The Liberty Mutual Research Institute for Safety has issued its 2014 report, ranking the top causes of serious, workplace injuries. The report is based upon workers’ compensation claims data from year 2012 and data from the Bureau of Labor Statistics. Among the leading causes of workplace injuries were:
• Overexertion • Falls • Being struck by an object or equipment • Roadway incidents involving vehicles • Being caught in or compressed by equipment or objects • Repetitive motions involving small or micro tasks
When an employee suffers a workplace injury that causes him or her to miss a certain number of days of work, the employee is entitled to file a workers’ compensation claim. Virtually all states have a workers’ compensation award schedule that limits the employee’s recovery to a portion of the employee’s wages for a specific number of weeks. Additionally, the employee may be entitled to a lump sum payment to compensate the employee for any permanent impairment resulting from the injury. Because workers’ compensation benefits are limited by law, the injured employee is rarely made whole.
Employees and attorneys sometime overlook potential claims against third-parties, whose negligence played a role in the workplace injury. While an injured employee cannot sue his employer, there is generally no prohibition against suing a third-party whose negligence played a role in the employee’s workplace injury. There are a number of examples of such third-party claims. Consider the case of a construction employee who was working on the ground at the jobsite when a crane operator for another company negligently lowered a boom that struck and killed the employee who was on the ground. We were able to sue the company who employed the crane operator and recovered damages that were not limited by any workers’ compensation award schedule. Likewise, consider the case of an employee driving a company vehicle as part of his work duties who was injured in an automobile collision caused the negligence of the other driver. We were able to sue the negligent driver and recover damages that were greater than the benefits the employee would have received had he filed a workers’ compensation claim against his own employer. There are also many examples of cases involving employees who were injured due to defective equipment that was being utilized by their employers. In those cases, there may be potential product liability claims against the manufacturers of the defective equipment in which the damages awards would not be limited by any workers’ compensation award schedule.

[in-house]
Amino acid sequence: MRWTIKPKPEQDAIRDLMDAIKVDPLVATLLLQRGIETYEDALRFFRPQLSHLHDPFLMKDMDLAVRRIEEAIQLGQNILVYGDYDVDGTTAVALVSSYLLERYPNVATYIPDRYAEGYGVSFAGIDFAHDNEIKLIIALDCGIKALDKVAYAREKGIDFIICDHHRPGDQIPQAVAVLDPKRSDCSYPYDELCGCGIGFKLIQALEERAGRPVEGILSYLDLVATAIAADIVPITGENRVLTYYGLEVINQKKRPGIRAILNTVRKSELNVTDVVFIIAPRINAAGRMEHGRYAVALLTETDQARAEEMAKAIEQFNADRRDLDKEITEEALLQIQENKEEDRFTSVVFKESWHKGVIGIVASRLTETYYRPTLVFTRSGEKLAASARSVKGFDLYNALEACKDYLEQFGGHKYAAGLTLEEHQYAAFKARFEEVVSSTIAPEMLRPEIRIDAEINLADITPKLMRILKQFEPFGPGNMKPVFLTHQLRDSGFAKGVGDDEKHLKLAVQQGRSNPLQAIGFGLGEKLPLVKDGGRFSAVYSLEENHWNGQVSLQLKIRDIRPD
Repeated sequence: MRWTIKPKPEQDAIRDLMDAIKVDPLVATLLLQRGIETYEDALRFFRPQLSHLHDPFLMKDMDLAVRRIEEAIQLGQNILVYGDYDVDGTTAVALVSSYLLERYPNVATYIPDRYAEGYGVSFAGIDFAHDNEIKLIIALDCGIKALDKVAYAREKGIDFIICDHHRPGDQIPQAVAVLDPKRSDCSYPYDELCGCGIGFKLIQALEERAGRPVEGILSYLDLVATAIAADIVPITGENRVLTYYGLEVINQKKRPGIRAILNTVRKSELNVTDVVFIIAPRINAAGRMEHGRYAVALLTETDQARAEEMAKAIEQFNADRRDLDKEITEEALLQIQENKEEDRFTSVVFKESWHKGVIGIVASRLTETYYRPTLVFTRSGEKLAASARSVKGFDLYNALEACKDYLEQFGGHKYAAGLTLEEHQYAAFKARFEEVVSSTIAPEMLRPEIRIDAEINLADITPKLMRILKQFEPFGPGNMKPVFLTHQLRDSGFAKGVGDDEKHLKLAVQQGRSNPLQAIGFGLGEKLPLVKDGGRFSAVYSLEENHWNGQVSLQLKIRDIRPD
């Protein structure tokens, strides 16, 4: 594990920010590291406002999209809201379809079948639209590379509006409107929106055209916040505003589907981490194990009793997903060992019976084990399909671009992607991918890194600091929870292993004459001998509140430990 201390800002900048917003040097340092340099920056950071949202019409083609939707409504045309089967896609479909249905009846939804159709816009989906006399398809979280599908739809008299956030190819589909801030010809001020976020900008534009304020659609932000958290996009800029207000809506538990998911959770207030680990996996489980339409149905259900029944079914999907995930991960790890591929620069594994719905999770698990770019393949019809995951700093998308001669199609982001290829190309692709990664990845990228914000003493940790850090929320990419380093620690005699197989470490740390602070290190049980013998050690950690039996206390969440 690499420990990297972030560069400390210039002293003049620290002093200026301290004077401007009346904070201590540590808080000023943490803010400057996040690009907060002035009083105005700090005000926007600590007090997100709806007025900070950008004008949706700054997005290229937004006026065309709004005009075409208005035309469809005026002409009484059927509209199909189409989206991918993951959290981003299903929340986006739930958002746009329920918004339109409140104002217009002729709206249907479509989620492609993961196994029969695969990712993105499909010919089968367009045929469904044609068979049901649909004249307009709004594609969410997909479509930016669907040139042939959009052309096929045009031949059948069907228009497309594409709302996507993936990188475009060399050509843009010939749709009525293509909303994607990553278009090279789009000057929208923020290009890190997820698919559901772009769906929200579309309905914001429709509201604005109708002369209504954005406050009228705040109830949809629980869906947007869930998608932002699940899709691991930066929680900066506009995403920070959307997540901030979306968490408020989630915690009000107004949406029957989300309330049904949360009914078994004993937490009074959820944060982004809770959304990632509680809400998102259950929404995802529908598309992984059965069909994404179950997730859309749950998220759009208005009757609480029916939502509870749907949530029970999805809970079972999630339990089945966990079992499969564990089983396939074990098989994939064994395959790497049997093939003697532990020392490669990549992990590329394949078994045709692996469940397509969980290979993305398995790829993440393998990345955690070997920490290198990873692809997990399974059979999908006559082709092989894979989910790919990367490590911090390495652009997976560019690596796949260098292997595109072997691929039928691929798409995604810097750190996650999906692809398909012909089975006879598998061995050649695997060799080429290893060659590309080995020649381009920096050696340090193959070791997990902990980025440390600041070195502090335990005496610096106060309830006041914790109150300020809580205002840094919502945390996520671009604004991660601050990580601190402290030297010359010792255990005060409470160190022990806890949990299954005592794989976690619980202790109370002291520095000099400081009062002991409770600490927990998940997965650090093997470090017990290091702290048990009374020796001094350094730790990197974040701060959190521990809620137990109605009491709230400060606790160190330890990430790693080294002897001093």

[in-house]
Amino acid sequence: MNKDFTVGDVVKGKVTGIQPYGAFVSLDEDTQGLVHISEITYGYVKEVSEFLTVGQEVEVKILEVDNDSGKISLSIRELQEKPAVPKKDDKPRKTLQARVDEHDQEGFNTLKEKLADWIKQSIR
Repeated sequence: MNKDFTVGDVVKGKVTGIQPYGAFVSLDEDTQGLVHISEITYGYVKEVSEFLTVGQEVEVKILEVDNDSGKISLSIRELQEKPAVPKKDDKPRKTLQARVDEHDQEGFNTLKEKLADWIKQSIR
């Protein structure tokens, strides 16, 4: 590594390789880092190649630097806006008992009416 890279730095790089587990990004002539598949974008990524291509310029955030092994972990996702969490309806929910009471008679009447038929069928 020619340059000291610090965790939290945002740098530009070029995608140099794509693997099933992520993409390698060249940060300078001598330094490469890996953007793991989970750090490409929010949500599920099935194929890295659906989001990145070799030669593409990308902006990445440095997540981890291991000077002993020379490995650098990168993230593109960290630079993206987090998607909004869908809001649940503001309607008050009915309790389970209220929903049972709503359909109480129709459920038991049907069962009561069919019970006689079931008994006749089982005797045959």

Workplace injuries can have significant consequences on the victims. Benefits to which the victims are entitled under workers’ compensation are often inadequate and do not completely compensate the victim for his or her injuries and losses. When a person is injured on the job, it is important that the employee and attorney investigate thoroughly whether the negligence of a third-party caused or contributed to the cause of the injury. That may present the opportunity to file a lawsuit against the negligent third-party, and recover damages that are not limited by the workers’ compensation award schedule.